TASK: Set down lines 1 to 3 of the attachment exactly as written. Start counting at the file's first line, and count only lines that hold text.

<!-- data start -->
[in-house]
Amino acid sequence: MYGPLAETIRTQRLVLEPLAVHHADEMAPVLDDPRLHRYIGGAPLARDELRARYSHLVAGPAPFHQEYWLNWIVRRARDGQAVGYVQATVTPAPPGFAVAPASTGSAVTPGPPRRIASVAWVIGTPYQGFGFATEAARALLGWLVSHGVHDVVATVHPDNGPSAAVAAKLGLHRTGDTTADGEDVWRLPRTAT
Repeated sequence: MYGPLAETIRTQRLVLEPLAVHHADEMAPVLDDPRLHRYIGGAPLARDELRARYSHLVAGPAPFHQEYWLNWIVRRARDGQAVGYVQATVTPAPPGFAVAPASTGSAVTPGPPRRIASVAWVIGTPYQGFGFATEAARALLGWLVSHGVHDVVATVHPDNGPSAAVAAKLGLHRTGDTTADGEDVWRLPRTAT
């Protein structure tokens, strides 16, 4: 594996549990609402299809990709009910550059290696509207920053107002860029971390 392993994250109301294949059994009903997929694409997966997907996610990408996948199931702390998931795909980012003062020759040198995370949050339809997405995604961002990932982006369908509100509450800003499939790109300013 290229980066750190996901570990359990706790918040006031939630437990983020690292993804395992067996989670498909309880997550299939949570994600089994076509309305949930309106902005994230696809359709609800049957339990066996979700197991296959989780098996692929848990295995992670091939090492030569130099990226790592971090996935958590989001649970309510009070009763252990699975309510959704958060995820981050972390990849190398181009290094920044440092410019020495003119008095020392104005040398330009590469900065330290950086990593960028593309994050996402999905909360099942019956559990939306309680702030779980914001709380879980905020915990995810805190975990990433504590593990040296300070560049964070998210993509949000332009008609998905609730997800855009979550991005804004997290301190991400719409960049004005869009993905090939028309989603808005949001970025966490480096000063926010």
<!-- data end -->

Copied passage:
[in-house]
Amino acid sequence: MYGPLAETIRTQRLVLEPLAVHHADEMAPVLDDPRLHRYIGGAPLARDELRARYSHLVAGPAPFHQEYWLNWIVRRARDGQAVGYVQATVTPAPPGFAVAPASTGSAVTPGPPRRIASVAWVIGTPYQGFGFATEAARALLGWLVSHGVHDVVATVHPDNGPSAAVAAKLGLHRTGDTTADGEDVWRLPRTAT
Repeated sequence: MYGPLAETIRTQRLVLEPLAVHHADEMAPVLDDPRLHRYIGGAPLARDELRARYSHLVAGPAPFHQEYWLNWIVRRARDGQAVGYVQATVTPAPPGFAVAPASTGSAVTPGPPRRIASVAWVIGTPYQGFGFATEAARALLGWLVSHGVHDVVATVHPDNGPSAAVAAKLGLHRTGDTTADGEDVWRLPRTAT